Photo Credit: The Guardian
The history of high heels can actually be traced back to Egypt, 3500BC, where murals on walls show upper class citizens wearing heels for ceremonial purposes, as well as Egyptian butchers wearing them to help them walk through the blood of dead animals (thank you wikipedia for that mental image).
However, it wasn’t until the 16th century when it is claimed that high heels were properly invented. It was in 1533, when Catherine de Medici decided to wear heels on her wedding day to Henry II, a Duke and the future King of France. She was 14 and quite short (not more than 5 foot), so asked a cobbler to make her shoes that would make her appear much taller on her wedding day.
Apparently, she wasn’t really a beauty and her husband had a tall and really pretty mistress. She wanted to dazzle the French on her wedding day, so opted for 2 inch heels to make her appear slightly taller, and appear to have a more towering physique. It is claimed that she is the original inventor of the high heel, and she did set the rage in Paris for heeled shoes.
Other monarchs who loved to wear heels were Mary Tudor, who loved wearing heels as high as possible, and Marie Antoinette, who famously wore a pair of 2 inch heels when she was executed.
With the success of heels thanks to Catherine de Medici, heels became really popular in the French Court, amongst wealthy men and women, and this quickly spread to other parts of the nobility. Heeled shoes became very popular amongst the rich and powerful people and was seen as a dividing line between classes. The phrase ‘well heeled’ was used for the rich.
It remained that only the rich wore heels for quite some time, and even in the early 1700’s, Louis XIV (King of France) decided to wear very high heels (often up to 5”), which had decorative patterns on them, such as miniature battle scenes. It was Madame de Pompadour who helped Louis popularize high narrow heels, which are often referred to as either the ‘Louis’ heel or the ‘Pompadour’ heel.
The shoe was quickly banned after the French revolution, when Napoleon came to power (late 18th Century-early 19th Century).Napoleon wanted everyone to appear equal and because the heel was something that rich people used, many didn’t want to be linked to it. The French Revolution was all about moving away from traditional hierarchies and society moved away from aristocratic values.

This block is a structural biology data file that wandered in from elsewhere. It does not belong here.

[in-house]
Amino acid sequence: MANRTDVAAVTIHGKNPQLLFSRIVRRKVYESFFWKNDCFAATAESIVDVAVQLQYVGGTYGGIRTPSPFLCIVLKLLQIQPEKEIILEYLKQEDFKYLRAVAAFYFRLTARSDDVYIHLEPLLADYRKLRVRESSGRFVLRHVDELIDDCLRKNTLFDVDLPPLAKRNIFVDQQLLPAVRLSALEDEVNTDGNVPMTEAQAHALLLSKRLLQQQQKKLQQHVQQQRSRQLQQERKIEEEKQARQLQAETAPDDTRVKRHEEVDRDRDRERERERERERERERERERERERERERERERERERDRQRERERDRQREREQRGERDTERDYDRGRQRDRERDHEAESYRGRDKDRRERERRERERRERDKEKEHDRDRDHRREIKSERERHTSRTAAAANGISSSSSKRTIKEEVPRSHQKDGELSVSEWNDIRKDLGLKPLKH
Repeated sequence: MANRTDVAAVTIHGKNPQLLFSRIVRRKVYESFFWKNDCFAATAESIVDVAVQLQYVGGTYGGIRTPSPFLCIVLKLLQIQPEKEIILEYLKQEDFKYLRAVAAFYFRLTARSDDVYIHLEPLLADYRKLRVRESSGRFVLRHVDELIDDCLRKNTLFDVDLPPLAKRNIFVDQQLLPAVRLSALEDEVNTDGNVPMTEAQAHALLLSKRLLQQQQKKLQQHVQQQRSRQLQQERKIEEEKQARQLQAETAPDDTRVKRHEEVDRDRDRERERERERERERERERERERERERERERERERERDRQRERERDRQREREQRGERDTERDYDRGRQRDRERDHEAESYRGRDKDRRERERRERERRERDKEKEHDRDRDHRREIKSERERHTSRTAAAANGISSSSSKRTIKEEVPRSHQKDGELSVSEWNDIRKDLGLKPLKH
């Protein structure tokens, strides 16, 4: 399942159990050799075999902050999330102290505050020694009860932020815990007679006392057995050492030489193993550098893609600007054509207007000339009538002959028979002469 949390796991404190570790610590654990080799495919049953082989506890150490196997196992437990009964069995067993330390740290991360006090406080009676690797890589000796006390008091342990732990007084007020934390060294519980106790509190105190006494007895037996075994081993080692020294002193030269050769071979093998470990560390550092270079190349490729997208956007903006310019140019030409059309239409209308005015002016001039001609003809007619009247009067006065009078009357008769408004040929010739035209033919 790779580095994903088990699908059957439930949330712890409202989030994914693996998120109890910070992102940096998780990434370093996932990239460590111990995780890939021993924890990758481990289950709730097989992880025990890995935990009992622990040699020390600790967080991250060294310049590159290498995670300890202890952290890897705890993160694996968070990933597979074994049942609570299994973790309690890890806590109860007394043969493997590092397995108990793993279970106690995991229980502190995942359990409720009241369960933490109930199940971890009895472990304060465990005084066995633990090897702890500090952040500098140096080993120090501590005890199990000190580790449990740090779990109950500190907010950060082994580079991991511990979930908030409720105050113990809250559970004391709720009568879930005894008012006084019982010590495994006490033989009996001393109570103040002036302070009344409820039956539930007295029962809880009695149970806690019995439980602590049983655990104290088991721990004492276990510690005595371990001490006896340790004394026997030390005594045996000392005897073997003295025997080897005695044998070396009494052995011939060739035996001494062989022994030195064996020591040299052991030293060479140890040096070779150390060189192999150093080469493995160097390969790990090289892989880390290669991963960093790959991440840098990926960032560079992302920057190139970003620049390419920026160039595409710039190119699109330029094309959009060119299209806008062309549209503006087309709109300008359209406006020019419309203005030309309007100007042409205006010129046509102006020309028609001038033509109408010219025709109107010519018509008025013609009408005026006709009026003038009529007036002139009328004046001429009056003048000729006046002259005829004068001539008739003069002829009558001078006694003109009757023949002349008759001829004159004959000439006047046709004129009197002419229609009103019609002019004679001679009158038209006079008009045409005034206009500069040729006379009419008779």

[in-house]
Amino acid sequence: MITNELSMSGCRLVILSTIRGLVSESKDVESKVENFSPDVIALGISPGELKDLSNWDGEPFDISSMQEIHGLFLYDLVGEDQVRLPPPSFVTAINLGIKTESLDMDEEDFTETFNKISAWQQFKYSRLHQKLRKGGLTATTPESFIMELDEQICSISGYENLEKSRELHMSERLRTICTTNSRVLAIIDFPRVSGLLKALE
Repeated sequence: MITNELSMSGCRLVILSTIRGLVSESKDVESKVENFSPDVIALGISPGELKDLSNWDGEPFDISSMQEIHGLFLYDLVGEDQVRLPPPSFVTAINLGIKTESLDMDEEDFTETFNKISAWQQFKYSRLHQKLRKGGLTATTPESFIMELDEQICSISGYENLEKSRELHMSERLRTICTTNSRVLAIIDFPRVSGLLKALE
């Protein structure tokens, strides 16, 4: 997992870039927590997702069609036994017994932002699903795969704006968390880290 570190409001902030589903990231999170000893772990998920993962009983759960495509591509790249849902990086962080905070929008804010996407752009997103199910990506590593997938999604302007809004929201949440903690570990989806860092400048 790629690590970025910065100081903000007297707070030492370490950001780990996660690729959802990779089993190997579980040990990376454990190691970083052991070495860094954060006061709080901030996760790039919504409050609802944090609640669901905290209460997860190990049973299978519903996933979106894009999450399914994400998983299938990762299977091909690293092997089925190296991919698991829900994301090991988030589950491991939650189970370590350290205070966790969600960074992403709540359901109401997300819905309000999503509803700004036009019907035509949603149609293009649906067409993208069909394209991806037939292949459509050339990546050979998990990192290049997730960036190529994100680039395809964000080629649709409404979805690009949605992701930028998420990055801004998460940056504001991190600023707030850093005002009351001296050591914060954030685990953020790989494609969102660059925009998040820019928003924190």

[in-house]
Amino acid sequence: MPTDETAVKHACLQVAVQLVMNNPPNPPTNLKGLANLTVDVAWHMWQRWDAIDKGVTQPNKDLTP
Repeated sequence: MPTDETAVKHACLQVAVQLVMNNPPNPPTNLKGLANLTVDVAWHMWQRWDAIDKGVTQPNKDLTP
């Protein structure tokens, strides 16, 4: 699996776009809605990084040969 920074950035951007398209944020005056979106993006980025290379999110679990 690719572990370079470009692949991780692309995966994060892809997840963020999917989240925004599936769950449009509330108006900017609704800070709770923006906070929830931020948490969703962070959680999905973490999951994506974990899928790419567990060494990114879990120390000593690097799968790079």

The 18th Century also saw heels becoming very controversial in America. The Massachusetts Colony banned women wearing them, saying that women used them to trap men, and anyone seen wearing them would be prosecuted as witches. The English Parliament also used this logic and treated women wearing heels as witches. Many critics at the time compared the high heel to the cloven hoof of the devil.
It wasn’t until the late 1800’s that heels became popular again. The invention of the sewing machine meant that there could be greater variety in high heels themselves.
But it wasn’t until my favorite period of history, the roaring twenties, that the heel regained it’s full glory again. Hemlines became much shorter, and this encouraged very high and slender heels.
Both the 30’s and 40’s were tough times, so the heel became more moderate, with lower and wider heels. At the same time, though, Hollywood gave the heel a new edge, with many actresses wearing sparkly and glitterry heels, which challenged the traditional French heel.
The 50’s and 60’s saw a revival of really high heels. Christian Dior kindly invented the stiletto for us. He collaborated with designer Roger Vivier to develop a low cut ‘Louis’ shoe, with a narrow heel. Interesting fact: Stiletto in Italian means small dagger, with a slender, tapering blade.
Then, with the creation of the miniskirt in the 60’s (my second favorite decade), heeled boots were made, to enhance the look of bare legs.
The emerging feminist movement did a lot to change perceptions on how the heel was viewed. Many women stopped wearing heels as it was claimed that wearing them indicated the sexual stereotyping by men. They were seen as ‘man made’ objects for the use of crippling women.
This theory lost favor in the 80’s, with the invention of power dressing. Heels were bought back to the catwalk, with Manolo Blahnik’s shoes making a huge impact, and the world has never looked back.
Did you know this about high heels? Will you it make you think differently next time you slip on a pair?
Guest blog submitted by Hi Fashion